This used to be part of Dog Jaunt’s “About” page, when I planned to provide you with a list of restaurants where we have eaten with Chloe concealed in her messenger bag (or out of her bag, with a wink from the management). It wasn’t bravado or counting coup — I just think that the nearly-universal ban on dogs in U.S. restaurants is lame, and I wanted to demonstrate that a quiet, clean, contained dog can accompany her owners to restaurants and be unobtrusive.
On second thought, I’ve decided to post only about restaurants that are comfortable with being described as dog-friendly. Why ruin a good thing for other dog owners by drawing a health inspector’s attention to restaurants that turn a blind eye to a well-behaved dog? And why get a restaurant in trouble that had no idea Chloe was with us?
The U.S. Food and Drug Administration recommends that dogs be prohibited from retail establishments where food is served (the code refers to other animals as well, but I’m focusing on dogs). It is up to the states to implement laws regarding dogs in restaurants, and the states have followed the FDA’s recommendation, with some variations (e.g., some states are open to variances or local ordinances that permit dogs in outdoor eating areas). Under the federal Americans with Disabilities Act, service dogs are permitted both indoors and in outdoor eating areas, and since there is currently no ID required to prove that your dog is a service dog, some people take inappropriate advantage of that exception. Here is an in-depth article about how the federal code, state laws and federal law interact.
The concerns underlying FDA code provision 6-501.115, and informing the comments that people post in places where the topic is discussed, include health hazards (restaurant staff patting the dogs and neglecting to wash their hands afterwards, and people allergic to dogs being exposed to dander), safety hazards (dogs tripping patrons or impeding progress through the restaurant), and annoyances (dogs urinating or defecating on the floor, or annoying other patrons by begging or otherwise seeking attention).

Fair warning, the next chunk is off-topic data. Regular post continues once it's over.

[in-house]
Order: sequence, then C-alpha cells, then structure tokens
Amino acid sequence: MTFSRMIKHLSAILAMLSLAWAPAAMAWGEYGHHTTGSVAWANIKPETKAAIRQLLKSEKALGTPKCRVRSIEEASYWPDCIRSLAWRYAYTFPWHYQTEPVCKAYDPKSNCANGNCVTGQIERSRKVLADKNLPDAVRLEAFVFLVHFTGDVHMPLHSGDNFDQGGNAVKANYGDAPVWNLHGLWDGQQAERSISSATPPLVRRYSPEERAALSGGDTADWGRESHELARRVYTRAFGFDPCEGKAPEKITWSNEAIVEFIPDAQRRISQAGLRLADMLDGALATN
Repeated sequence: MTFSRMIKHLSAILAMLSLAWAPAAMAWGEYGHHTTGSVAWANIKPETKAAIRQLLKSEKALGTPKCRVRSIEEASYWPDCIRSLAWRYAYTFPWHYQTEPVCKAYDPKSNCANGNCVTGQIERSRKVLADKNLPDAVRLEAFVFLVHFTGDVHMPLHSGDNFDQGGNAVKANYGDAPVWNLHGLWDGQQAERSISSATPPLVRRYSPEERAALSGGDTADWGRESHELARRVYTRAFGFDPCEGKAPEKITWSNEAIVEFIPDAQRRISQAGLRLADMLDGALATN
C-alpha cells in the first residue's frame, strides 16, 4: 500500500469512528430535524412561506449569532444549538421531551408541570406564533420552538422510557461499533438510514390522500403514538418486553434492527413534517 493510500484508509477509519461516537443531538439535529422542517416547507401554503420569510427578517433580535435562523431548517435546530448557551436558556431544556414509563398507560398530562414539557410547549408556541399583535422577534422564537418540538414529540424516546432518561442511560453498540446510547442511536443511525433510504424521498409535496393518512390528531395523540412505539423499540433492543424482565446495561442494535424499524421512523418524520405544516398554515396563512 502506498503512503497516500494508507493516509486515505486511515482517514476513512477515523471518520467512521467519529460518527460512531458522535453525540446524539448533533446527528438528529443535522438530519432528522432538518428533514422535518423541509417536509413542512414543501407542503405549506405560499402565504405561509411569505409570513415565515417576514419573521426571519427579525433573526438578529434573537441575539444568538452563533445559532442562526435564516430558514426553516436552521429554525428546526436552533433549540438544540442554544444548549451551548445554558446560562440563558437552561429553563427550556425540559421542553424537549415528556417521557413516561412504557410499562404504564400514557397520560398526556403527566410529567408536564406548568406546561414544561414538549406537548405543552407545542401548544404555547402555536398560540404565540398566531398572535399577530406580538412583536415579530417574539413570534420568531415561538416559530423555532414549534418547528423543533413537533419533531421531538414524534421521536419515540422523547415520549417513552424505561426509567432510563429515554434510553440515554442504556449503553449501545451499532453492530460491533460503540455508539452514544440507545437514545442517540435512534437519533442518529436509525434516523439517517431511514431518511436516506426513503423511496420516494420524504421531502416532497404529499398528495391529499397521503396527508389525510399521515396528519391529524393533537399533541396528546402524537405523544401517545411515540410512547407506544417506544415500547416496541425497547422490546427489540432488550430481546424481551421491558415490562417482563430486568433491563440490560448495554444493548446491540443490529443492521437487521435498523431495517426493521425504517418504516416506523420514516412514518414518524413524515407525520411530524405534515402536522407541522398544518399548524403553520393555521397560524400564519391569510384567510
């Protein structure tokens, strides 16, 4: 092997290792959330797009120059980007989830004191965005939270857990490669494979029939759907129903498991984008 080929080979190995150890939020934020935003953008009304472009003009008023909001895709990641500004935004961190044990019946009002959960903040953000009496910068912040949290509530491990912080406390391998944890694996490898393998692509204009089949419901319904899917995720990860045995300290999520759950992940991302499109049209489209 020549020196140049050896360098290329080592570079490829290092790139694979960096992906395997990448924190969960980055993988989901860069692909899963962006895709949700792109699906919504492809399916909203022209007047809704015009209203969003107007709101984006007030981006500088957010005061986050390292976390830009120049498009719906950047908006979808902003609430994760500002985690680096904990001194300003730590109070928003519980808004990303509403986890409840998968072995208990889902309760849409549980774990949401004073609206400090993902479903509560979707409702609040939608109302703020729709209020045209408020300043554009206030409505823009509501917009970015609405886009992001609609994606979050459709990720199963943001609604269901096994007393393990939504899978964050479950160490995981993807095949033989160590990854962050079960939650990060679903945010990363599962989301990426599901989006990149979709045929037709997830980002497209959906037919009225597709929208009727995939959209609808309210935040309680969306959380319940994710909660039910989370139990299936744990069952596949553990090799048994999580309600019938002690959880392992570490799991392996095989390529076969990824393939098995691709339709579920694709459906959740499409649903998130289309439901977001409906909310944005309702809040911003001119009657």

Here’s what I think. I think dogs should be allowed indoors in U.S. restaurants as long as they cannot be seen or heard or smelled, if there is no opportunity for them to pee or poop, and if they cannot shed on or lick another patron. Outdoors, on a patio or a sidewalk, I believe they should sit or lie quietly next to their owner, completely out of the path of the wait staff and patrons.
I cannot recall having ever been annoyed by a fellow patron’s dog in Europe, where well-behaved dogs often accompany their owners to restaurants. They have met all of my requirements for dogs in U.S. restaurants, except that they are visible.
By contrast, I have been repeatedly annoyed by the behavior and sound of babies and toddlers, who are welcomed in U.S. restaurants. Does anyone believe that a table that’s been drooled on by a baby is clean once a busboy swipes a quick towel over it? Haven’t we all been approached by a sticky toddler demanding conversation and amusement? Or heard a child in the midst of a meltdown? Why have babies and toddlers not been banned from U.S. retail establishments where food is served? [7/1/09: I’ve just been criticized as a kid-hater for this paragraph. I’ve deliberately described the worst of children in restaurants, because opponents of dogs in restaurants describe the worst imaginable canine behavior to make their point. I believe that clean and well-behaved children are a perfect delight in a restaurant, and I would love to see them joined by clean and well-behaved dogs.]
So here’s what I do. I will bring Chloe into a restaurant but only in her messenger bag. In it, she is silent, and generally falls asleep. I put her, in her bag, on the ground under my feet, not on a chair or bench. I do not pat her or otherwise interact with her, except that, from time to time, I may drop one of her usual treats in through the top hatch. (I do not give her food from my plate; I drop the treats in to amuse her and remind her of why she loves her messenger bag.) She has only been noticed twice: the first restaurant invited her out of her bag to enjoy the outdoor patio, and the second restaurant asked us to leave.
If you are asked to leave, go and with good grace. If you are asked whether there is an animal in your bag, tell the truth. Sometimes the person asking is a dog lover and is willing to bend the rules; sometimes you’ll be shown the door. Resisting or arguing would be inappropriate — you are, after all, breaking the law. It would also be inappropriate to fib about your dog being a service dog. Apologize for the mistake you made (my approach is big-eyed wonder that a dog in a bag isn’t okay), pay for what you have ordered, and depart gracefully.
Why bring Chloe to a restaurant at all, given that I’ve ensured that I can’t see, hear or smell her? For convenience. If I am out of the house all day, or on the road, it is convenient for me to eat at a restaurant. I will not leave my dog in the car, for health reasons (even in Seattle, cold or hot weather can threaten a dog’s life) and for security reasons (purebred dogs are a crime target, and the slightly-open window that provides her with ventilation also invites car theft).
I would not bring Chloe to a fancy restaurant because it’s unnecessary. A serious dinner is a special event, like going to the theater — it deserves a nice outfit, so I’ll need to return home anyway.